US has appetite for Venezuela’s oil

Jun 06, 2011 12:00 AM

by Nil Nikandrov

There is a growing impression that Venezuela with its oil riches is the next country on the US hit list.
One would have to be a hopeless idealist to believe that -- after US crusades swept across Asian and African oil-producing countries -- the Venezuelan oil deposits so far remaining beyond the US control would somehow evade Washington’s appetite. According to various estimates, Venezuela’s fuel reserves should last for 100-150 years under the conditions of strenuous exploitation…

The now-permanent US war over oil against Venezuela commenced in December, 2002 when the management of the country’s oil giant PdVSA staged a strike involving a total of around 20,000 personnel. Chavez’s foes expected that a destabilization across the Venezuelan oil sector, lines at gas stations, and problems with gas supply to households would shatter the defiant regime, but its supporters did not give in.
The strike ended with a defeat in February, 2003, and PdVSA was converted into a state-run company. The pro-US fifth column entrenched in PdVSA was exposed and many of its leaders fled from Venezuela. Some 15,000 oil sector employees were fired and the losses resulting from the turmoil topped $ 10 bn.

Rebuilding PdVSA was an uphill task for the Venezuelan administration and the part of the company’s personnel who had resisted the conspirators’ threats and blackmail.
Chavez’s steps aimed at strengthening OPEC, subjecting the oil output to regulation, and maintaining fair prices helped boost the influence exercised globally by the cartel, Russia whose economy is propped up by oil revenues being among the beneficiaries. Chavez’s support also helped Cuba which was widely seen as a country on the brink to make it through an energy crisis.

Grim forecasts for Chavez and his designs like Venezuela’s original brand of socialism, discount supplies to same-orbit countries, and the establishment of the PetroCaribe alliance were churned out by analysis tightly linked to international energy grands but failed to materialize.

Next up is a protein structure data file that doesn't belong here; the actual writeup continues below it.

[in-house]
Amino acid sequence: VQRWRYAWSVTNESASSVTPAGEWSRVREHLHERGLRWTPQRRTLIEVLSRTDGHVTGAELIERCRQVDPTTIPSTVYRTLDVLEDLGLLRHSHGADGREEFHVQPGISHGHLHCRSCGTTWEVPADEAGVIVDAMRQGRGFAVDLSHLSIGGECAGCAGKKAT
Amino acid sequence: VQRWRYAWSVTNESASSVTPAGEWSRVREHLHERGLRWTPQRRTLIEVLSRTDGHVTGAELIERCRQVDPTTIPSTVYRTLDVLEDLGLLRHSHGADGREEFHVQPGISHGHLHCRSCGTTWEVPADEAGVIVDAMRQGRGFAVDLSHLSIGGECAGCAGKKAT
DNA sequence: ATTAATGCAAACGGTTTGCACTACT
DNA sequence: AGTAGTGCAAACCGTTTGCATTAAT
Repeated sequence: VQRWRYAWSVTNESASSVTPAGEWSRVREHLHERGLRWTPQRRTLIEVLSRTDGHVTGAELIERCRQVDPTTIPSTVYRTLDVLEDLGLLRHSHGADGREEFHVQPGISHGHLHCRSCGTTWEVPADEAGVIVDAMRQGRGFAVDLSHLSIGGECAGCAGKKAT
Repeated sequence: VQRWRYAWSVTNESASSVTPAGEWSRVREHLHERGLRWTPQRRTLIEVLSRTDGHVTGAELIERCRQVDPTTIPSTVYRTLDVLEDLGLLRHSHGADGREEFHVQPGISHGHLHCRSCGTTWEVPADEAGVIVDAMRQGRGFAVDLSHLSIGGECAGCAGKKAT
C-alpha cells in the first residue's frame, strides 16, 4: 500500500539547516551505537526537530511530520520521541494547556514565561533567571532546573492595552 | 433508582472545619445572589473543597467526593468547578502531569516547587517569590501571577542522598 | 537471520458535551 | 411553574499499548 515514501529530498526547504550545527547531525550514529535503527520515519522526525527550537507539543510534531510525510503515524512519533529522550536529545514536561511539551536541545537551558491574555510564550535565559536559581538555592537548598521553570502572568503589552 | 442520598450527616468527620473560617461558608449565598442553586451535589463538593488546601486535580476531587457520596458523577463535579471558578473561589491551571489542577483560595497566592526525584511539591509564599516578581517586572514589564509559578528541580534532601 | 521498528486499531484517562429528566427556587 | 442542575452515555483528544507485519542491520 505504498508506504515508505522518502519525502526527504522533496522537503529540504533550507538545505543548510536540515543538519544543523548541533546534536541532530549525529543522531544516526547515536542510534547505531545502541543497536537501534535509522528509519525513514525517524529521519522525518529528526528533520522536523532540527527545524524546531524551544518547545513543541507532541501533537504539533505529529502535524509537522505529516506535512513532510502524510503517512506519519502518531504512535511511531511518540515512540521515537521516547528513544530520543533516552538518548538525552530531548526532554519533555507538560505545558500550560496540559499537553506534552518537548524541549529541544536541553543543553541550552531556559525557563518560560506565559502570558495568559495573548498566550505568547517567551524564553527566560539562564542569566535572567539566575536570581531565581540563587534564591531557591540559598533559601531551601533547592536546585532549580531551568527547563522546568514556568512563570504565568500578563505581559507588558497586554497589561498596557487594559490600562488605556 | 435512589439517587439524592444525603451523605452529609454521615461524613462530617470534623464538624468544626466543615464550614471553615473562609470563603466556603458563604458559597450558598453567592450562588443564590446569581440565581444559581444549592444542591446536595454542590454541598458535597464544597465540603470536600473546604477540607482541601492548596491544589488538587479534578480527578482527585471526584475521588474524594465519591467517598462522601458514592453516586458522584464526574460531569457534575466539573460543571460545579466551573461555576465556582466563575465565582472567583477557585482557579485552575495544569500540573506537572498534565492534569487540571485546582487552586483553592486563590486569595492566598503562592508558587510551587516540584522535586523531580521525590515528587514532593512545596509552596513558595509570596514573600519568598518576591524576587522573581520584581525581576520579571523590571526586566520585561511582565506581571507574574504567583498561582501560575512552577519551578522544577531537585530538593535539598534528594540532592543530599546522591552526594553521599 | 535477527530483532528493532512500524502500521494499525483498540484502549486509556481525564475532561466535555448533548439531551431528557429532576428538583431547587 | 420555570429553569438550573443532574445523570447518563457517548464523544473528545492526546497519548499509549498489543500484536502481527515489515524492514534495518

The political regime in Venezuela and Chavez’s standing in international politics are largely sustained by the country’s potential in the energy sphere, and Venezuela’s case exemplifies the simple truth that state control over energy resources is in all cases the key to maintaining domestic stability.

It would be naive to accept the explanation that Washington stamped sanctions on Venezuela’s oil sector solely to punish PdVSA for sending a tanker with 20,000 tons of gasoline to Iran. US Deputy Secretary of State James B. Steinberg stressed that companies from other countries faced similar sanctions as a wider warning message against energy engagement with Tehran.
True, so far the sanctions imposed on Venezuela more or less read as a mere act of intimidation: the Venezuelan oil sector is debarred from contracts with US companies, export and import borrowings, and the acquisition of advanced oil extraction and refinement technologies. PdVSA can easily survive all of the above -- it stayed clear of the US administration and finances for ages, and has a serious independent park of technologies.

Chavez responded to pressure from the US Department of State via Twitter: “Sanctions against the Patria of Bolívar? Imposed by the gringo imperialist government? Well then: Bring them on, Mr Obama! Don’t forget that we are the sons of Bolívar!” and projected that PdVSA would not be shut out of the US market.